2018 Department of Defense Health Related Behaviors Survey (HRBS): Results for the Reserve Component
Apr 28, 2021
DoD Health Related Behaviors Survey for reserve component service members
6.1% identified as lesbian, gay, or bisexual (LGB)
Significantly greater percentages of LGB personnel than non-LGB personnel reported serious psychological distress and probable PTSD ; suicidal thoughts and attempts; binge and heavy drinking; cigarette, e-cigarette, and smokeless tobacco use; illicit drug use; unwanted sexual contact;* and having been physically assaulted. These results are not specific to the Army Reserve.
* Unwanted sexual contact in the HRBS is a broader construct than sexual assault, and these survey responses do not represent official reports of sexual assault.
52.2% reported at least one prior combat or noncombat deployment
Among those who had ever deployed:
The Health Related Behaviors Survey (HRBS) is the U.S. Department of Defense's (DoD's) flagship survey for understanding the health, health-related behaviors, and well-being of service members.
Army reservists reported body weights that are comparable to the general population and Healthy People 2020 goals, but they presented several other areas of concern.
Most Army reservists reported that they did not get adequate amounts of sleep, and they fell short of the Healthy People 2020 goal for average daily amount of sleep. Their rate of binge drinking was comparable to that of the general population but did not meet the Healthy People 2020 goal.
Use of any tobacco or nicotine products and of e-cigarettes and smokeless tobacco was higher among Army reservists than among the general population. Army reservists' use of cigarettes was comparable to that of the general population, but Army reservists did not meet Healthy People 2020 goals for use of cigarettes, cigars, and smokeless tobacco.
Prevalence of psychological distress and probable PTSD was greater among Army reservists than among the general population. Percentages of those who considered or attempted suicide were also higher among Army reservists than among the general population.
Development of military-appropriate population benchmarks, especially by service branch, could facilitate goal-setting, command visibility, and incremental improvements in health-related readiness.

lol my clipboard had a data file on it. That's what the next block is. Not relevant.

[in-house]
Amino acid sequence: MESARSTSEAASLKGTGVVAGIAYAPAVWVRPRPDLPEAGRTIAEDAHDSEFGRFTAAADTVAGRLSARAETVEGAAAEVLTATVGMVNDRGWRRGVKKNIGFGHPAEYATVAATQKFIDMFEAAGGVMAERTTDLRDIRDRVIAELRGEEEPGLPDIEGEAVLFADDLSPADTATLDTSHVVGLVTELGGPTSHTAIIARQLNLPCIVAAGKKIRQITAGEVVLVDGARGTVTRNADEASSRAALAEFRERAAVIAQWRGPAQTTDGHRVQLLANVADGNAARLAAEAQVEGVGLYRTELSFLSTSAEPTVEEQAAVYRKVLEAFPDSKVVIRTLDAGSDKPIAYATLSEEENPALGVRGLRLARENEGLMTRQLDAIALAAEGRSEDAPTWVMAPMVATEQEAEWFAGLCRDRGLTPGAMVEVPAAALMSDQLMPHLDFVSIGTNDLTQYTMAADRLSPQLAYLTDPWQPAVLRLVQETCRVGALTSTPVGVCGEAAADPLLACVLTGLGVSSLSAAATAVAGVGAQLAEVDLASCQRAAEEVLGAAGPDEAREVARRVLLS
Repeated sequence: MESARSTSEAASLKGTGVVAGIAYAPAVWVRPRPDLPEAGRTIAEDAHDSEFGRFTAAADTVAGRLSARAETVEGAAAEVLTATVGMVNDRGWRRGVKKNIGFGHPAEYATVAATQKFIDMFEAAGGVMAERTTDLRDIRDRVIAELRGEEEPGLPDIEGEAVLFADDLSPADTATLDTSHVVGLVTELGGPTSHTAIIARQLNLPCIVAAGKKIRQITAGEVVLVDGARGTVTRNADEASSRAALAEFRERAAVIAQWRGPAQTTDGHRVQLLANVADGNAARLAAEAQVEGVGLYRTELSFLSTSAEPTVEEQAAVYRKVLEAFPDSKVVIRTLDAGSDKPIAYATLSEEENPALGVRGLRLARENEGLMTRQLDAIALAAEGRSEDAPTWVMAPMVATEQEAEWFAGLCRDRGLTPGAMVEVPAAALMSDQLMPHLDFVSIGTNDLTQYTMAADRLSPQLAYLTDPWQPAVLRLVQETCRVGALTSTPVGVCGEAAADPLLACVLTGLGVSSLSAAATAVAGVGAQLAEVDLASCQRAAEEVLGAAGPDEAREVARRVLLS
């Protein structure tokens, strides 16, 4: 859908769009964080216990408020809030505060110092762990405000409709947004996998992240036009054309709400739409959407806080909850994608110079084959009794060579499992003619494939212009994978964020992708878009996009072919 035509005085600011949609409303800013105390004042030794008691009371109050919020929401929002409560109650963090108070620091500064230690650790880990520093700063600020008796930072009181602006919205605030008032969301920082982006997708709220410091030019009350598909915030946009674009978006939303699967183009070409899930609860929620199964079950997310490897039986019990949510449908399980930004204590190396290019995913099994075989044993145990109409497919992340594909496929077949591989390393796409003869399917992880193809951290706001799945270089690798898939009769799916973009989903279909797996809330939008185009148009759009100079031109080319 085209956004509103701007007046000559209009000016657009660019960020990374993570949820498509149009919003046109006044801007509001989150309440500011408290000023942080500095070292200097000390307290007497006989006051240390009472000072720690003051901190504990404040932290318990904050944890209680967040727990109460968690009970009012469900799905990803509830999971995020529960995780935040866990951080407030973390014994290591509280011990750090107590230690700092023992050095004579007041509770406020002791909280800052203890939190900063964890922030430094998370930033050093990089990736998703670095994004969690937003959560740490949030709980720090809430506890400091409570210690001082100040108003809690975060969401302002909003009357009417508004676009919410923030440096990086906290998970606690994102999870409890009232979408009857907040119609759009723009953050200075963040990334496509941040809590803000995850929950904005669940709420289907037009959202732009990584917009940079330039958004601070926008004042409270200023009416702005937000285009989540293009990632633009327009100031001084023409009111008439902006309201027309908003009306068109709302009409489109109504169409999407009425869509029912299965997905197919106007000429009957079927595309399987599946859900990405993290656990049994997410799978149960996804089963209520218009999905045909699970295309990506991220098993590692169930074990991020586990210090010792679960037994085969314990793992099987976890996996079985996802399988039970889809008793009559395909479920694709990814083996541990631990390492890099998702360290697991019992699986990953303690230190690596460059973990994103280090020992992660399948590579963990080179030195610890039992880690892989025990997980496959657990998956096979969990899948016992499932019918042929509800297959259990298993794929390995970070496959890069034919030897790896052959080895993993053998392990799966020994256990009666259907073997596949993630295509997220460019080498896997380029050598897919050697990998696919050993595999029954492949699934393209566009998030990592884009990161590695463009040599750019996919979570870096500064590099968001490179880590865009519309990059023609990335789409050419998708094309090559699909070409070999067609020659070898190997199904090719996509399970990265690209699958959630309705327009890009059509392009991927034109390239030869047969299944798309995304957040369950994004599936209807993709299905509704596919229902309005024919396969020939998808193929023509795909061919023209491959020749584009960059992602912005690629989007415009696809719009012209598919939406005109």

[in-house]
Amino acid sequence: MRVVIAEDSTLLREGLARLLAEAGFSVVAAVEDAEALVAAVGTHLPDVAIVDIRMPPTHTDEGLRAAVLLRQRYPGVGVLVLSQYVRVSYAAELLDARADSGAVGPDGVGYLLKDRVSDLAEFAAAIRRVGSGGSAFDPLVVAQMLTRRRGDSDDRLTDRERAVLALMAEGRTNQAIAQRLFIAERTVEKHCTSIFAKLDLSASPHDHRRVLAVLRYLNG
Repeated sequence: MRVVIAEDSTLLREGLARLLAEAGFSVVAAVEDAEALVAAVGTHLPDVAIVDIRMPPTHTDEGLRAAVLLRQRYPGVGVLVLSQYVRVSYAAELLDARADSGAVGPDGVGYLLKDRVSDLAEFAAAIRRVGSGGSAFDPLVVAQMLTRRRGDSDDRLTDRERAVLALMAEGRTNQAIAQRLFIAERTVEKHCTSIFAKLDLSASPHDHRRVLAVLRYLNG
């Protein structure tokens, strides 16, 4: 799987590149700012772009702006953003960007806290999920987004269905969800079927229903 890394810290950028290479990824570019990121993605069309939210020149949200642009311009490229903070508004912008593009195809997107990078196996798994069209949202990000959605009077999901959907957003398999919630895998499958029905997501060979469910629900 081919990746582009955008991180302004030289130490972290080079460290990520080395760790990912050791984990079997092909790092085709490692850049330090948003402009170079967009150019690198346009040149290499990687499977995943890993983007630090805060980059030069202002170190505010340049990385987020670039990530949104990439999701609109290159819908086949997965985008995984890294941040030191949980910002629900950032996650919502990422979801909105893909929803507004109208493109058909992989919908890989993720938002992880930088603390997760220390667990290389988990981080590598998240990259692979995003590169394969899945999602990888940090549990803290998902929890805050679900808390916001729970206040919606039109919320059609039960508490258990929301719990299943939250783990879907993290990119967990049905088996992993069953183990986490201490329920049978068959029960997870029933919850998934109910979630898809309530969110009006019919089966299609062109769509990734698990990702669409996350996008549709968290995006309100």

A low overall response rate (8.4 percent for the Army Reserve and 9.4 percent across all services) suggests that the results should be interpreted with caution and in conjunction with other existing data. Use of targeted incentives, modules administered to subsets of respondents, or a service member panel survey could help improve response rates and representation. The above comparisons with the general adult population do not control for demographic differences between the two populations.
Adapted from 2018 Department of Defense Health Related Behaviors Survey (HRBS): Results for the Reserve Component, by Sarah O. Meadows, Charles C. Engel, Rebecca L. Collins, Robin L. Beckman, Joshua Breslau, Erika Litvin Bloom, Michael Stephen Dunbar, Mary Lou Gilbert, David Grant, Jennifer Hawes-Dawson, Stephanie Brooks Holliday, Sarah MacCarthy, Eric R. Pedersen, Michael W. Robbins, Adam J. Rose, Jamie Ryan, Terry L. Schell, and Molly M. Simmons, Santa Monica, Calif.: RAND Corporation, RR-4228-OSD, 2021. The RAND Corporation is a research organization that develops solutions to public policy challenges to help make communities throughout the world safer and more secure, healthier and more prosperous. RAND is nonprofit, nonpartisan, and committed to the public interest. For the complete report detailing these and other findings, visit www.rand.org/t/RR4228.
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